When I was a boy, my mother read me the myth of Icarus. I wept on my pillow when the wax attaching the wings to his slender body melted, sending him tumbling to the ground from high above. Why hadn’t he heeded his father’s warning not to fly too close to the sun? It was a kind of hubris, and curiosity, wasn’t it? And I knew that I couldn’t always control mine either.
In those days I’d spend hours at the Museum of Natural History [in New York]. Looking up from my little frame at the giant dinosaurs, I felt a sense of wonder and astonishment. Was it true that these creatures walked the Earth millions of years ago, when our ancestors were frightened shrews scurrying between their shadows?
To me, the mysteries of mythology and the mysteries of science were one of a piece. Both pointed deep into the caverns of our humanity, challenging us to think about who we are and why.
And yet there was a clash: science promised to be a replacement for mythology. The Chinese believed that the world hatched from an egg and the Maori that it was born of a broken love embrace between the Father Sky and Mother Earth. We moderns knew better: it had come from a Big Bang. The ancient Greeks spoke of a jealous Hera and a tempestuous Zeus, but we use genes and natural selection to understand jealousy and desire, and we marshal physics, rather than imagined thunderbolts, to explain the workings of our universe.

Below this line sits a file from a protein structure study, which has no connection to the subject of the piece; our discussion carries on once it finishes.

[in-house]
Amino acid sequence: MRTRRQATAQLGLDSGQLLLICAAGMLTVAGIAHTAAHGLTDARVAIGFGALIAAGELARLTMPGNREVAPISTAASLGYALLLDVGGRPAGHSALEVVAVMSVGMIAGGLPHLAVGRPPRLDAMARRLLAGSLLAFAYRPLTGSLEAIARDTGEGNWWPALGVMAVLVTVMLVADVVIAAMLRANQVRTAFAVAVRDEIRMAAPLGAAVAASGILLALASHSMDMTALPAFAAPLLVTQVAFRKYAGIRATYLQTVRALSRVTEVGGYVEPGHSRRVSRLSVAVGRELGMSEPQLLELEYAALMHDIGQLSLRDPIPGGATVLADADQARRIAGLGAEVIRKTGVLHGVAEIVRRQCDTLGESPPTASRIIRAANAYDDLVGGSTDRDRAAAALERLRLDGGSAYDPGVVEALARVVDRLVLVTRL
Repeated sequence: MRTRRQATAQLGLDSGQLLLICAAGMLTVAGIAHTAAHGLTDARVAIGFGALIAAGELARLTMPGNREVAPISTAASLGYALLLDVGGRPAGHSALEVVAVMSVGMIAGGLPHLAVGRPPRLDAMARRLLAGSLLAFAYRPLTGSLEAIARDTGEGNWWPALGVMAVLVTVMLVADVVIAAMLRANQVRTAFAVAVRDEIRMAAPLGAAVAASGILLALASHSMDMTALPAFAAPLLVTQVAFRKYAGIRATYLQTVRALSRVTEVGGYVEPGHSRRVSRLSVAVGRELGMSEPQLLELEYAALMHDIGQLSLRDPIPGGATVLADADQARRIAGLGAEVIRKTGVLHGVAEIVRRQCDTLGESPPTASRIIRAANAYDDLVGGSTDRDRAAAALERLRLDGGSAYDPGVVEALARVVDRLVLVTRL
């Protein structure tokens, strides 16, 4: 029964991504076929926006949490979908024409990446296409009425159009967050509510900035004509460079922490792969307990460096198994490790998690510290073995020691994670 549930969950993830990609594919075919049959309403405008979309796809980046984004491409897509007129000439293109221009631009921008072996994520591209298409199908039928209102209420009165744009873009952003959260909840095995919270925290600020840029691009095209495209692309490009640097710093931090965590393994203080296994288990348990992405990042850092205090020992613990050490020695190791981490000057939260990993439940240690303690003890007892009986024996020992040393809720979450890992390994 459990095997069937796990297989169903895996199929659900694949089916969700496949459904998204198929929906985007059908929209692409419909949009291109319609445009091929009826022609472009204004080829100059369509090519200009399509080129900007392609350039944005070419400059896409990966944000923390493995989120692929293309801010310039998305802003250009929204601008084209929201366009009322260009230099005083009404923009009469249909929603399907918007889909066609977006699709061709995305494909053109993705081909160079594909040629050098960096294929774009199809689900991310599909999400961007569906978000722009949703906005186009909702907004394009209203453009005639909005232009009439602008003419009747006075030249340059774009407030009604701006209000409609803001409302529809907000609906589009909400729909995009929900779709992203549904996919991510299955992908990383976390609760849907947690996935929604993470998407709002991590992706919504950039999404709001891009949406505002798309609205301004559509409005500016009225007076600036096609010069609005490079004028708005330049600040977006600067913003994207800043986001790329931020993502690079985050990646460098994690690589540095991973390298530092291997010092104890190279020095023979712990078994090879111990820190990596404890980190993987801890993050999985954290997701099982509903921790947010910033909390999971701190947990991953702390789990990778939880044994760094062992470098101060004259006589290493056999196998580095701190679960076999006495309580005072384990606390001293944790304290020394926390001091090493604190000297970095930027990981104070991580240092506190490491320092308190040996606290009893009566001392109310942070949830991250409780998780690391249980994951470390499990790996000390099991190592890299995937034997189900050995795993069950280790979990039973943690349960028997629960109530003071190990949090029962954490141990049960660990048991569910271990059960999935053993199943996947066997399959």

There are truths in this world, after all, that even science cannot touch
Something in me told me that as much as science had replaced religion in many people’s minds, it needn’t be a death toll to mythology. There are truths in this world, after all, that even science cannot touch. It was these truths – like the meaning of love and death and freedom and sacrifice, the mysteriousness of fate and trickiness of hope – that when all is said and done, matter most.
I eventually grew up to become a professor of the history and philosophy of science and a writer, but my earlier intuitions never left me. The higher the modern world flew, just like Icarus, the more did it seem to me that its wings were also melting.